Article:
chapter  8
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Recent urban studies of the Middle East have criticized those approaches that look

at cities and villages as completely separate entities. Instead, stressing the

interrelations and overlaps between the two, these studies have advocated setting

up a wider regional framework comprising cities, villages, and even nomads, to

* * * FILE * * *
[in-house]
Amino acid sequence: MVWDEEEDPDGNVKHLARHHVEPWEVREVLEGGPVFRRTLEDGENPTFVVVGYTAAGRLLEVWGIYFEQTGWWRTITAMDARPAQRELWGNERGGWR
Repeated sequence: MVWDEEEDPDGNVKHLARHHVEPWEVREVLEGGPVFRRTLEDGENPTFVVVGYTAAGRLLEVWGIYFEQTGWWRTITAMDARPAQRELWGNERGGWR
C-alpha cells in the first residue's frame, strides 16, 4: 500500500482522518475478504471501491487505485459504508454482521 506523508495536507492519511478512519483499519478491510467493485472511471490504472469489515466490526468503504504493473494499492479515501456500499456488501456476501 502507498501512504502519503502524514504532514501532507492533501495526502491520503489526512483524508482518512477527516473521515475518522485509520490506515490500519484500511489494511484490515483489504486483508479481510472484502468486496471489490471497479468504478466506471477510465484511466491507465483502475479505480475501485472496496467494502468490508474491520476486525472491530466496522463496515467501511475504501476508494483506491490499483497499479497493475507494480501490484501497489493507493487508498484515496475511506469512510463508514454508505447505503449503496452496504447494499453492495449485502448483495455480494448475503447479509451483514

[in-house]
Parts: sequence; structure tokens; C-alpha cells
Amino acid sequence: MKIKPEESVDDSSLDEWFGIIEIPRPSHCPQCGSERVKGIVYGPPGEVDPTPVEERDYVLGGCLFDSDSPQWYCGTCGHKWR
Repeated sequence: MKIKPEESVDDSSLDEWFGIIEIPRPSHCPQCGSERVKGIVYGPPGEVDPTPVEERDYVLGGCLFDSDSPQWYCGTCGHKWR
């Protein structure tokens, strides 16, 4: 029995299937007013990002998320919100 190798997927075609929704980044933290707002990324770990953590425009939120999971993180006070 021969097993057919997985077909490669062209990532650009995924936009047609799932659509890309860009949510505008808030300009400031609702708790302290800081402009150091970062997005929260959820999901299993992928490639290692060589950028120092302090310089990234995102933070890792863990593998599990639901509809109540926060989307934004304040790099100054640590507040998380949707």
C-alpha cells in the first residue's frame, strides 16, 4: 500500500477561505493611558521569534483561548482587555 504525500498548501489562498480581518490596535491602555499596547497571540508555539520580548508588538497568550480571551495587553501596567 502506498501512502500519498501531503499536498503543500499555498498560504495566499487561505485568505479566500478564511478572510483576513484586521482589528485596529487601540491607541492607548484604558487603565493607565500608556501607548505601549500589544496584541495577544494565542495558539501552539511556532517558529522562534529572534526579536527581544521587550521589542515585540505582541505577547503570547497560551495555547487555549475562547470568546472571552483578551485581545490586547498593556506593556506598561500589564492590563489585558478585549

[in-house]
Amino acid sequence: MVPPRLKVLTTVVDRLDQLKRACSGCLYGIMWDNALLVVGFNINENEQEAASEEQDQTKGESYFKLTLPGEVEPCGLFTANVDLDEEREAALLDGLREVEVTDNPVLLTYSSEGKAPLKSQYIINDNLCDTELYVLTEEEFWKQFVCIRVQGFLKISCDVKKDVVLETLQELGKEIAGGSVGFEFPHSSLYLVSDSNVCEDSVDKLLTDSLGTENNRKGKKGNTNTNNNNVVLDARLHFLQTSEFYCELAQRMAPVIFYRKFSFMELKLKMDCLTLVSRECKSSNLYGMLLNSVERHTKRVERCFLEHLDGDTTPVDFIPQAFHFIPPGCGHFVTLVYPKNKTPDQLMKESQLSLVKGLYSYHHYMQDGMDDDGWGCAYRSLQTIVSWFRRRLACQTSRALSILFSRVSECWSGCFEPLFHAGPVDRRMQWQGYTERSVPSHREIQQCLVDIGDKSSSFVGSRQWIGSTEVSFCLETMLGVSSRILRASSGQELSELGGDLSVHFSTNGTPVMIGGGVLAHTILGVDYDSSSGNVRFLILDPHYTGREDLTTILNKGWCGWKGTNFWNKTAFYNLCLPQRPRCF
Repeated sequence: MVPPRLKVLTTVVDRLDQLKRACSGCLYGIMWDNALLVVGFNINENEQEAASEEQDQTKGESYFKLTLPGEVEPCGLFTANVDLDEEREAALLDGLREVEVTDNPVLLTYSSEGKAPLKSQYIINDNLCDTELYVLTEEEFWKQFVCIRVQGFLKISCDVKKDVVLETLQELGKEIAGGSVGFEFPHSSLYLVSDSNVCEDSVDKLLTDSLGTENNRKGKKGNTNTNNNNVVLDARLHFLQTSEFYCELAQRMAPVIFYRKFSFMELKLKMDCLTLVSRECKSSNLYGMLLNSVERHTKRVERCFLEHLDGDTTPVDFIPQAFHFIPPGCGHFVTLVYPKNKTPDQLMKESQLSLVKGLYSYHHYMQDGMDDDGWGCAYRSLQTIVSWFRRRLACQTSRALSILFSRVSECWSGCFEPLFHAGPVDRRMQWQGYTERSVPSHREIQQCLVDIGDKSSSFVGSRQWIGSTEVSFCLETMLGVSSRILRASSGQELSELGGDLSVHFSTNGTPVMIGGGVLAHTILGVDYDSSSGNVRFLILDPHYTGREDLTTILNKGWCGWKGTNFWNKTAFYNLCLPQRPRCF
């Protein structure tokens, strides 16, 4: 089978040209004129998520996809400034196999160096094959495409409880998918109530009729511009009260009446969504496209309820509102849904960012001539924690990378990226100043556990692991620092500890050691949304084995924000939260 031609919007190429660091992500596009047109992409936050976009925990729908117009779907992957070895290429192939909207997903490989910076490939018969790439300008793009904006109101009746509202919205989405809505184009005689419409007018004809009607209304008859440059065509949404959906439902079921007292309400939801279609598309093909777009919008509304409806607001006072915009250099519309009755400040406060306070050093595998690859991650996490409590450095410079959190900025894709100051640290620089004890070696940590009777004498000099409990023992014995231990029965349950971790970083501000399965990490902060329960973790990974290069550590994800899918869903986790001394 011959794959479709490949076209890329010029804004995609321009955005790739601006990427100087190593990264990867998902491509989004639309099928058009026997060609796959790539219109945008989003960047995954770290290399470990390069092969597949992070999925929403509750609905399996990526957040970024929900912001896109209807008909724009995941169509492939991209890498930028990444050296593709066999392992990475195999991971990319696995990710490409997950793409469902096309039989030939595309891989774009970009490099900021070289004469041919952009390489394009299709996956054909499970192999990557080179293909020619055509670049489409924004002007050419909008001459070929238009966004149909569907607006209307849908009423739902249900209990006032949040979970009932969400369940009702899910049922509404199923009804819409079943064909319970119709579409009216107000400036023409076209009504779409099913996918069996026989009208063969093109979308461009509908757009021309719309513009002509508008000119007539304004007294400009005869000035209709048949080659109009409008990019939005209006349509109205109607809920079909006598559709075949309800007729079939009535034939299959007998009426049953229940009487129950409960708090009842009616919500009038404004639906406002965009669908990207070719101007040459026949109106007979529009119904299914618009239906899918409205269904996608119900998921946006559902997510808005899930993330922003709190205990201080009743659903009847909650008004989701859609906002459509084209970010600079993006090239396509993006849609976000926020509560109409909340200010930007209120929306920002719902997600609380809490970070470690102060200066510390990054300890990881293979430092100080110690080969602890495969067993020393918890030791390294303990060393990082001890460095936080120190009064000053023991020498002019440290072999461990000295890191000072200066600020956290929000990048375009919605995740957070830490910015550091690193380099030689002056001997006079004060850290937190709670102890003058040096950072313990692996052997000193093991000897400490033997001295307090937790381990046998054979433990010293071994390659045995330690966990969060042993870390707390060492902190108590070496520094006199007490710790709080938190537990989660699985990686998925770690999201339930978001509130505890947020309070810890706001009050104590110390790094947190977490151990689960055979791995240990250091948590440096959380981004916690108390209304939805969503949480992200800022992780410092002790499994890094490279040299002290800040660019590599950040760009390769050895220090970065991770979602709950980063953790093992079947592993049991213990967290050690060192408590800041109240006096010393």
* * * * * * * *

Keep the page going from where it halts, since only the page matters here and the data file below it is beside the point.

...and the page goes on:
highlight the differences and similarities between urban and rural settlements as well

as the characteristics of their relations. Such an approach, these studies say, is more

appropriate for understanding the reality of Middle Eastern societies, in which town-

dwellers, villagers, and nomads often mingle with each other.2 Although such a

basic stance as this is applicable in urban studies and is widely accepted among

scholars, there have been only a few positive works discussing urban-rural relations

in Iranian studies from such a point of view, at least for the pre-modern era.3